The Cool: Let’s take a look at the credentials: Terry Zwigoff (Ghost World, Bad Santa) directs, while David Lynch (yes, the David Lynch) produces. Crumb is also intrinsically cool thanks to Crumb himself, who proves to be a compelling subject.

Strange But True: Zwigoff spent nine years making this film, living on an income of $200 a month and suffering terrible back pain that almost drove him to suicide.

Taxi Zum Klo (1980)

An invaluable snapshot of ‘70s gay life, this racy re-release from 1981 is a shocking, raunchy, bare-boned delight. Meaning ‘Taxi to the John’ in German, Taxi Zum Klo earned its stripes as a scandalous, underground pseudo-porno back in the ‘80s, and retains much of its power to flabbergast even today.

Frank Ripploh directs and stars as the bearded gay teacher who leads a double life – by day he’s an adored educator of children, by night he’s a drug-loving, promiscuous playboy whose boundaries are as sturdy as pink crepe paper. Ripploh’s night life consists solely of hitting up hedonistic highs – meeting men in toilets and plucking strangers from the street. But when he falls in love with Bernd, can Ripploh survive the limitations of a monogamous relationship?

Clever, candid and uncommercial, much of Taxi’s ability to rivet stems from its sly blending of fact with fiction. While it’s shot in a straight forward documentary style, and includes everything from real-life people to hardcore gay sex, it’s near impossible to separate the real from the fabricated. With all those involved in the making of the film now dead, it’s a captivating conundrum.

Where Taxi works best, though, is as an intriguing time capsule that offers important insight into a time gone by. It’s plain to see why the film was so outrageous to an ‘80s audience. In this era of Shortbus orgies and 9 Songs orgasms, Taxi’s ability to shock now comes from its depiction of casual, unprotected sex in a pre-AIDs setting – in particular a graphic scene in which Ripploh engages in water sports with a man he barely knows. An opportune reminder of how much has changed in the intervening 30 years, Taxi makes for a rough, ready, disarmingly intelligent ride. 4/5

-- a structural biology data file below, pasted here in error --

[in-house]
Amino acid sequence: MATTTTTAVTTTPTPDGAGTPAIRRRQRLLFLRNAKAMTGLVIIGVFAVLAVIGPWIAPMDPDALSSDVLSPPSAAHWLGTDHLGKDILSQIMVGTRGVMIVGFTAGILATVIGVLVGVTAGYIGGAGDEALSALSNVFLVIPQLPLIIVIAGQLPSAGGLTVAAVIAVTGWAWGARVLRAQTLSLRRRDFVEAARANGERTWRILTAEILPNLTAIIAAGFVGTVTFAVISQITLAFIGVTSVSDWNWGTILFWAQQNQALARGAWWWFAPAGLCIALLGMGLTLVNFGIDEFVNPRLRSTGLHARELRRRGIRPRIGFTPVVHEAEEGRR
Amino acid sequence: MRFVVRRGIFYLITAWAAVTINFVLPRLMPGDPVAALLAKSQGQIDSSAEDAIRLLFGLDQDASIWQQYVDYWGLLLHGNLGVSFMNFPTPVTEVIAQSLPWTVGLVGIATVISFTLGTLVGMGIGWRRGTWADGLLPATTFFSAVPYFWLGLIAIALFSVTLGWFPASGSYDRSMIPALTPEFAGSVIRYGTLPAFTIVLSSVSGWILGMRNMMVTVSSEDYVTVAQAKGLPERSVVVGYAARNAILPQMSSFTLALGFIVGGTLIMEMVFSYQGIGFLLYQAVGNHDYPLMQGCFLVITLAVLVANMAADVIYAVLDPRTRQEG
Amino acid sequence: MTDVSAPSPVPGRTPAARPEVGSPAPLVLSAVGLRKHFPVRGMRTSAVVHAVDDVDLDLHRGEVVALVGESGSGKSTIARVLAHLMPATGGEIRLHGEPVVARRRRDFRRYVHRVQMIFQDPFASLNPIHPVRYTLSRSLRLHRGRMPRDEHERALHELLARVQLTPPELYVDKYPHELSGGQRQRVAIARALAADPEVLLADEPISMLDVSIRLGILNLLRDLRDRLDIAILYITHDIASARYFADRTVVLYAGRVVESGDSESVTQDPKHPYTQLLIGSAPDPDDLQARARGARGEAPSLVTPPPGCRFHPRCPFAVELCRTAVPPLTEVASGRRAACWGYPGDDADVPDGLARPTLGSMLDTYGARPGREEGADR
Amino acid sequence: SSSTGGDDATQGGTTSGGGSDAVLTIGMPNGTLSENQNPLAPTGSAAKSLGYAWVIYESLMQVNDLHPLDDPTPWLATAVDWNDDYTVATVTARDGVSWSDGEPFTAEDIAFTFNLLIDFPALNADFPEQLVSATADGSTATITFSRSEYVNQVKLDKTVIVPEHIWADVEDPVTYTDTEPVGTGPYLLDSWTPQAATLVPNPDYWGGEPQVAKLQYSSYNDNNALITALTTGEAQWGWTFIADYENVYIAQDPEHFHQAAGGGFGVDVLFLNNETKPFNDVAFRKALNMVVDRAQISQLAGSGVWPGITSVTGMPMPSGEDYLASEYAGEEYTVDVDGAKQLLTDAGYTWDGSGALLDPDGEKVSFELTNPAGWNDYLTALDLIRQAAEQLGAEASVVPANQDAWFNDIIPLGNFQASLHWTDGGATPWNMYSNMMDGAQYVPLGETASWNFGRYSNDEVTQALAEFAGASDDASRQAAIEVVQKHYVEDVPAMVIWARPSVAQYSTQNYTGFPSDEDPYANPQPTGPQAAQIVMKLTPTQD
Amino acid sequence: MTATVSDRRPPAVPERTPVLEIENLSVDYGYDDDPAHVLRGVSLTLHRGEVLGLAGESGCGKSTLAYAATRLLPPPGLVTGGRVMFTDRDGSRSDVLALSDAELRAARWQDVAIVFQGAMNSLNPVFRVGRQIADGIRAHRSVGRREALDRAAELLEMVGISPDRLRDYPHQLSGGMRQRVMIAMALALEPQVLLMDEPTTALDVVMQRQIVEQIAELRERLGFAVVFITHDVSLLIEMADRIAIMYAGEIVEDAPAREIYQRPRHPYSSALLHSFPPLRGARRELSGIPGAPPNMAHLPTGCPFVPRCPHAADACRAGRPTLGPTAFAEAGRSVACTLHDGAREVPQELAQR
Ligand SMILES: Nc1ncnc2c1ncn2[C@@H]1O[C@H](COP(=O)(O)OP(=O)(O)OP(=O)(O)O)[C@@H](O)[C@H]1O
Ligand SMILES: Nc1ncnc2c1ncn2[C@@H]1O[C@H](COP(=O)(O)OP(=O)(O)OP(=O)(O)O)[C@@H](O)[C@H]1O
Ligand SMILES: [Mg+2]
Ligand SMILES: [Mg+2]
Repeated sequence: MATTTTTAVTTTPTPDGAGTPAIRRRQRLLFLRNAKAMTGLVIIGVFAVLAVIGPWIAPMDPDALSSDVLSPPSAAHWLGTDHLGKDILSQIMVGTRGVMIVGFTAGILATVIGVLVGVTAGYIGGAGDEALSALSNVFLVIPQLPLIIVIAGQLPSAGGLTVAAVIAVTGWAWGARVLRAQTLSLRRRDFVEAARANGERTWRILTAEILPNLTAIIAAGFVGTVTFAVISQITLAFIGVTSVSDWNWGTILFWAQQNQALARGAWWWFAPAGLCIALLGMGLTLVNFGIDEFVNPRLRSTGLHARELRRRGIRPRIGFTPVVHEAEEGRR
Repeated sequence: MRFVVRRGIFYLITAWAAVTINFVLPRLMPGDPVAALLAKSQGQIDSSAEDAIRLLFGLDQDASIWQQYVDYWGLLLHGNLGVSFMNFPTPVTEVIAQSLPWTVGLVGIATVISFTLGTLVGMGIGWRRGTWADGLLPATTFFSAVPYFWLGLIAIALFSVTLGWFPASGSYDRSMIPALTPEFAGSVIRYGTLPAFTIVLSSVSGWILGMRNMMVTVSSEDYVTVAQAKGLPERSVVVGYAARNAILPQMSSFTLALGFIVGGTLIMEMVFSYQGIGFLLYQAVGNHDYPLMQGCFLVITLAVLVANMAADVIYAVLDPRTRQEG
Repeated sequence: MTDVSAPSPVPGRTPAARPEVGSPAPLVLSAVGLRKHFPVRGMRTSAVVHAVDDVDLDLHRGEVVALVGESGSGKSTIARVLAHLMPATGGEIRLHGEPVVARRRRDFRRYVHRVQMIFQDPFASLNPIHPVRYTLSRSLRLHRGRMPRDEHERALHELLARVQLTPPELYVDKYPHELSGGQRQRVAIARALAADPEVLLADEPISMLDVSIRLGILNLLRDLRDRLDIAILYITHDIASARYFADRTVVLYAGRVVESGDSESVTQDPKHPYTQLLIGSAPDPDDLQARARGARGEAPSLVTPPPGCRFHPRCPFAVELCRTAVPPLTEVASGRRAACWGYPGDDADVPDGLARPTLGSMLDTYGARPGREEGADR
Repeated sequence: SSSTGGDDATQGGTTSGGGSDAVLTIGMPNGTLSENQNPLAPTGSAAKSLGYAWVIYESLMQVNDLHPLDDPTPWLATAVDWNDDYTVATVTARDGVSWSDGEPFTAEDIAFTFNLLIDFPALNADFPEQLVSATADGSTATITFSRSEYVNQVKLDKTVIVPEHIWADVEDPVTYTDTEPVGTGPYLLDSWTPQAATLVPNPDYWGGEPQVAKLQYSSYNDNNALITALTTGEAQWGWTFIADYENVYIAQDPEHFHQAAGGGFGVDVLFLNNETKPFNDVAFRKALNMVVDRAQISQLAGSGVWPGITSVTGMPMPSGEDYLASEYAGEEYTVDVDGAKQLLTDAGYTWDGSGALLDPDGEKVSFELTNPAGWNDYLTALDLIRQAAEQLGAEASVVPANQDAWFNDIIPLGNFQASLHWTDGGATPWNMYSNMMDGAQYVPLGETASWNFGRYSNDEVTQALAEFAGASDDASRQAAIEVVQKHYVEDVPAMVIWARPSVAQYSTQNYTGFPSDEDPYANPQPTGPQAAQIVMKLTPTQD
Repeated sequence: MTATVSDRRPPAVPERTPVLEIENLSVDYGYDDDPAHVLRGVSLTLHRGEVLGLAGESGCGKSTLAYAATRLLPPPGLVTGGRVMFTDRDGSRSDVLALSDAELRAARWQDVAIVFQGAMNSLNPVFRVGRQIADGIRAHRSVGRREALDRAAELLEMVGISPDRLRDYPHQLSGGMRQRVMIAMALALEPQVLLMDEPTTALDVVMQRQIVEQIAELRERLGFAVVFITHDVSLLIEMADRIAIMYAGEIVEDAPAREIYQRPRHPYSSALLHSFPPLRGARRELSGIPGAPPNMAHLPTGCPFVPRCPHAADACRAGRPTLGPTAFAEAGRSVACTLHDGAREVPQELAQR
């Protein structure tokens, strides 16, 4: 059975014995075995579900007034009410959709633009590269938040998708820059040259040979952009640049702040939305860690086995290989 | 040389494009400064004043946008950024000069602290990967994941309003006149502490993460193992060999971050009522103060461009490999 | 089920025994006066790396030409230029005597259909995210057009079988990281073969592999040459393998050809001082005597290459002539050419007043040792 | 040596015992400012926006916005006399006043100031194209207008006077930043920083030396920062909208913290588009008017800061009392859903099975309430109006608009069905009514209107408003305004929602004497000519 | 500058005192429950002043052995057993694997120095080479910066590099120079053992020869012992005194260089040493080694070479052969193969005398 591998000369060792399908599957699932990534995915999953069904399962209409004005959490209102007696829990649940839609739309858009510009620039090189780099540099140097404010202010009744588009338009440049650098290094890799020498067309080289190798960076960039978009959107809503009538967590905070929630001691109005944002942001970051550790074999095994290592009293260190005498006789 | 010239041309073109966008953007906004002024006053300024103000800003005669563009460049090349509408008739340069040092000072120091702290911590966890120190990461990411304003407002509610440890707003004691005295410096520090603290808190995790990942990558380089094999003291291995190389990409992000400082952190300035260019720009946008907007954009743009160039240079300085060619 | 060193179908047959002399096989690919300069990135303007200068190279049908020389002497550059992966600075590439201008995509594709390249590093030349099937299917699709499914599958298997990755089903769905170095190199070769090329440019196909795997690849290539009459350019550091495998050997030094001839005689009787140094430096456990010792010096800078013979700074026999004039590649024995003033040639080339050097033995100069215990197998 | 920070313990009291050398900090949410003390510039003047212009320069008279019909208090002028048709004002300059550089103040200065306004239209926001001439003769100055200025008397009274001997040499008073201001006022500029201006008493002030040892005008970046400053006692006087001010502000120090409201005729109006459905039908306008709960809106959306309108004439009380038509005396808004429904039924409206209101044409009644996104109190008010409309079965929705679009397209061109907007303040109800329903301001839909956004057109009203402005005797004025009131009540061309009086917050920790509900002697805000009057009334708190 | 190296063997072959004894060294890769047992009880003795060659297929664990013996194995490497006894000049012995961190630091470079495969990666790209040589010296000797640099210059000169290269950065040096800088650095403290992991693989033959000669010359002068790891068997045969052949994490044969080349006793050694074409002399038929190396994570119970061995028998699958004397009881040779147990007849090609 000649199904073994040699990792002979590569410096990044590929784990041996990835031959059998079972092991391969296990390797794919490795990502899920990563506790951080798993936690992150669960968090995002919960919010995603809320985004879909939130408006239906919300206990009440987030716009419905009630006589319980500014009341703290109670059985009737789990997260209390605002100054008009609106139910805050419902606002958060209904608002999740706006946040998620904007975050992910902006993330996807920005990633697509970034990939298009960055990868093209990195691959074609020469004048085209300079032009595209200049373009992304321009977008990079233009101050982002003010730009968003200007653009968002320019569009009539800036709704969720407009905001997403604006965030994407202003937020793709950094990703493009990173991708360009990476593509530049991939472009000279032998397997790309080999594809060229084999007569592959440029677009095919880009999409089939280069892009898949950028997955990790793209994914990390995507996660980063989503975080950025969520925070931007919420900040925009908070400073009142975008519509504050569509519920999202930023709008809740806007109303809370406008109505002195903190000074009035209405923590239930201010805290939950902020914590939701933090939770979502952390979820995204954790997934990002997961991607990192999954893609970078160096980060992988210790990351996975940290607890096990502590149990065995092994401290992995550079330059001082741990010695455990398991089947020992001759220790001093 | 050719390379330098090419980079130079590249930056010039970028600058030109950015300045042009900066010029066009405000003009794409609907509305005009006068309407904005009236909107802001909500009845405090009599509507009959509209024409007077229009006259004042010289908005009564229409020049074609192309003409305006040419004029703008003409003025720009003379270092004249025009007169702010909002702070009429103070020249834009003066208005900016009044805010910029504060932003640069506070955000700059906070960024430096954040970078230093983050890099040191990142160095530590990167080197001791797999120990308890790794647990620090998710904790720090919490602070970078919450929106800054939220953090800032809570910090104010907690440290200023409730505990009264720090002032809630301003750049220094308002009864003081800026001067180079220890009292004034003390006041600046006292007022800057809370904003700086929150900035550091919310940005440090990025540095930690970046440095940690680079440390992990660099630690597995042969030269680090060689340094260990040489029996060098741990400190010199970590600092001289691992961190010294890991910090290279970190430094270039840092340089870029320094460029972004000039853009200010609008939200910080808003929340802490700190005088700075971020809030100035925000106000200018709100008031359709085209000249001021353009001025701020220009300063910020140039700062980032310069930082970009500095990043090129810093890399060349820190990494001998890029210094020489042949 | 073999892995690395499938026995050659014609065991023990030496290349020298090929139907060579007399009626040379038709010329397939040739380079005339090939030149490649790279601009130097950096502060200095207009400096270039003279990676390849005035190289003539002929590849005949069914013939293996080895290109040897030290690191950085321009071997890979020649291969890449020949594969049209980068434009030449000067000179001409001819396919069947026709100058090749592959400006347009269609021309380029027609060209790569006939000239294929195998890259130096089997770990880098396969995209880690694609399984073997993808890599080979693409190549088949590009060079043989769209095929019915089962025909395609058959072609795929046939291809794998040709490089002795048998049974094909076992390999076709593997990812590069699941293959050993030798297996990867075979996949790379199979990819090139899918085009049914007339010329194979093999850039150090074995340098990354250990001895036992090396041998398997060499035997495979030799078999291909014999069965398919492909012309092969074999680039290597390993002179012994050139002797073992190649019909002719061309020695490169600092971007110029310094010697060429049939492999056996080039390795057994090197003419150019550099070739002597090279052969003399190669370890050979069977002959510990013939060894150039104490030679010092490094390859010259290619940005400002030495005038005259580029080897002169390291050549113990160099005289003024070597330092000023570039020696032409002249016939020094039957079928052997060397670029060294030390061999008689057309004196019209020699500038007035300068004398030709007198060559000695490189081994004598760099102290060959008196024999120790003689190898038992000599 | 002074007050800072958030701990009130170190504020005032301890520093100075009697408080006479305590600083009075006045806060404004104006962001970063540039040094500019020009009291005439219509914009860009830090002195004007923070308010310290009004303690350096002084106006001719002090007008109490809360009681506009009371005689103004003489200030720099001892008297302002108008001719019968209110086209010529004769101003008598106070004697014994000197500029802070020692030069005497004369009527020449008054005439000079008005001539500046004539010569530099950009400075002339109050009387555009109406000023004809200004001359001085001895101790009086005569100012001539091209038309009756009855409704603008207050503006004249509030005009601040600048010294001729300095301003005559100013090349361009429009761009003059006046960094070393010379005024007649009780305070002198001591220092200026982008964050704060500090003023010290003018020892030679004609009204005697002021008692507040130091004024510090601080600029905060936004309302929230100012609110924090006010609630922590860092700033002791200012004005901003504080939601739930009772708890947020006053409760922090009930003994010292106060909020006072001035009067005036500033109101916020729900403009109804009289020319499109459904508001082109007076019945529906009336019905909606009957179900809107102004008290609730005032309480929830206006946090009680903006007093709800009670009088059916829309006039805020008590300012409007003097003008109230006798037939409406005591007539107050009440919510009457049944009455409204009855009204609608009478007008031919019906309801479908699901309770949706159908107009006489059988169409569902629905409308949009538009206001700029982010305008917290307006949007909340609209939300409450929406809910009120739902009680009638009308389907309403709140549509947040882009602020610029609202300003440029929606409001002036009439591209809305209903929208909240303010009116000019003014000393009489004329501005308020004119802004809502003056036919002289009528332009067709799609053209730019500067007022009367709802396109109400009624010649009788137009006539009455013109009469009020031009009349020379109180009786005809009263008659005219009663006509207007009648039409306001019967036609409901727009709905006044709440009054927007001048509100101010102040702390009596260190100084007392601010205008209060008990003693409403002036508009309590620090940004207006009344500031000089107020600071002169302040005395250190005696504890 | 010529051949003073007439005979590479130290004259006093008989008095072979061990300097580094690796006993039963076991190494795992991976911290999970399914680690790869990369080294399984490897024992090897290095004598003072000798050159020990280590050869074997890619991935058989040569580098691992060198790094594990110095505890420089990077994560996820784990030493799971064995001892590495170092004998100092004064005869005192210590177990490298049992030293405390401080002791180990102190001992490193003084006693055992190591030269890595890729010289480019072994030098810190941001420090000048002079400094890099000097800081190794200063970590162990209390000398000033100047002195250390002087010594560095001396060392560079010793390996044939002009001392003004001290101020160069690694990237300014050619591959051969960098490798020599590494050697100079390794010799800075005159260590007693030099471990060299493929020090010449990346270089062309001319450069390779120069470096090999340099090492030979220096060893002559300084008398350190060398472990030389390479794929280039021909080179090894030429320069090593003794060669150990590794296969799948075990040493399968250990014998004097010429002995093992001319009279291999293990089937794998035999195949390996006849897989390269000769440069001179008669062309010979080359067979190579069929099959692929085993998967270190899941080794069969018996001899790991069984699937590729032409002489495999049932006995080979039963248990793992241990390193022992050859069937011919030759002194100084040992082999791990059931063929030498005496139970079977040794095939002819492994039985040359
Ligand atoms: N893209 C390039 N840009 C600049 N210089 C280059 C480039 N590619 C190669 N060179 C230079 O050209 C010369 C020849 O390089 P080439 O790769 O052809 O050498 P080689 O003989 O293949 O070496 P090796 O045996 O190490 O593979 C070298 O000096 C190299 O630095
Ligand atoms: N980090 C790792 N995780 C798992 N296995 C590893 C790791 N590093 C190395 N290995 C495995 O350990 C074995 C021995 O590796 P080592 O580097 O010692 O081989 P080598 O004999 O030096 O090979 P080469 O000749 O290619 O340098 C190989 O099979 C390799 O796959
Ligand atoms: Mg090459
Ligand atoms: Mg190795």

Via Out In The City

Am I Black Enough For You? (2009)

“I’m not telling you who Mrs Jones is,” winks ‘70s soul star Billy Paul. “’Cos she ain’t my wife.” Perched in the back of his limo, the bespectacled, baseball cap-wearing pensioner is referring to ‘Me and Mrs Jones’, the adultery-themed debut single that rocketed him to stardom in 1972. But when Philadelphia International Records insisted on ‘Am I Black Enough For You?’ as a follow-up, the backlash was immediate.

Why? Well, Swedish director Göran Olsson never really explains. Chasing after Paul as he tours Brazil and Paris with his manager/wife Blanche, there are discussions of racism, and we’re repeatedly told what a ‘career-killing’ mistake the single was. Except it wasn’t. Sure, he’s no household name, but Paul still accrued a vast collection of hits, while his continued performances to this day prove that he remains very much in demand. Even a chat with Kenny Gamble, the author of many of Paul’s top tracks, fails to enlighten.

Based on a muddy argument it may be, but Olsson’s documentary manages some rock-out moments anyway. Paul is a sprightly, cheeky charmer, shamelessly stripping off layers in the heat of a musical moment, while wife Blanche is a hoot, testing hip-hop hats on her grizzled hubby like a fussy mother hen. Visually it’s top dollar, too – Olsson matching Paul’s husky crooning to moody urban landscapes.

But the director can’t resist jamming the breaks whenever Paul takes up a mic, turning his opus into a live greatest hits recording that totally sacrifices pacing. Shame, because Paul is worth more – his past encounters with drugs and the KKK are grazed in song-supporting montages, but Olsson is reticent about grilling for the goods. So, black enough? Mm-hmm. Brave enough? Not quite.

Anticipation: A documentary about the dude who sang ‘Me and Mrs Jones’? Could be good. 3

Enjoyment: That’s a pretty natty set of pipes. 3

In Retrospect: The old fella’s still got it, but you’ll wish you knew more about him. 2

Via Little White Lies